I really love that nickname, even though he can play anywhere.
In the NFL, preparation and game planning is a function of probability and tendency. The game is defined by matchups, some more visible and seemingly more important than others, particularly in the passing game.
What I find truly fascinating in Super Bowl 46 is the matchup of the Giants 3 wide receiver personnel versus the Patriots pass defense. As we know, Victor Cruz almost always aligns in the slot when the Giants go 3 wide. Cruz was the most productive slot receiver in the NFL in 2011. I charted every one of his catches in the regular season and the 3 post-season wins, and the numbers were truly revealing. 75% of his receptions, and 77% of his yards came from the slot. There is no question thatís a strong tendency.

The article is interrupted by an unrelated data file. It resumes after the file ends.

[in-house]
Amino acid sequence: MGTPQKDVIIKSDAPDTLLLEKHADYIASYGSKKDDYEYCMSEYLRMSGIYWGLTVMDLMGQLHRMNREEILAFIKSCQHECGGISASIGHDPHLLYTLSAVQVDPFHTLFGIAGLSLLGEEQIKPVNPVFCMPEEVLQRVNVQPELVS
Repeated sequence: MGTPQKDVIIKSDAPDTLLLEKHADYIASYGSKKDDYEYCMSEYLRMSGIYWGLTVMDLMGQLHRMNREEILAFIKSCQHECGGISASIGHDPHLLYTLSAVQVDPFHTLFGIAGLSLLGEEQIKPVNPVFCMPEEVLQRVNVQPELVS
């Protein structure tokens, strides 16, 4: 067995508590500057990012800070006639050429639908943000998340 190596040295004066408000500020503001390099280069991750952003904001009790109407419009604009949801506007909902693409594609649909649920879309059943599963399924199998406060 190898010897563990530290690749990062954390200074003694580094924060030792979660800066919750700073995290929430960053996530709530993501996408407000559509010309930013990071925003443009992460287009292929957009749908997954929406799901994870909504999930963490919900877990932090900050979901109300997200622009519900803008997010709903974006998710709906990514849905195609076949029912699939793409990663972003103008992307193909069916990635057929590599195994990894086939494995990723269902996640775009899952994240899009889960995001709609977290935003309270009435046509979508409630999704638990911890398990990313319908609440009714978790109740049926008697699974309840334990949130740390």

Recall what Cruz did to San Franciscoís Carlos Rogers in the NFC Championship game. Rogers was the slot corner in the 49ers nickel sub-package. He had an excellent year in that role, a Pro Bowl year. In the first half, with Rogers predominantly matched man-to-man, Cruz had 8 catches for 125 yards.
The paramount point is Cruz is a very difficult assignment in the slot. As I turn my attention to the Super Bowl, Iím struggling to get a handle on the Patriots matchup approach. All season, Bill Belichick has mixed and matched in his secondary, using an unforeseen combination of undrafted and street free agents, and wide receivers like Matt Slater and Julian Edelman. When the Patriots and Giants played back in early November, the nickel corner was Philip Adams, who three weeks later, was released.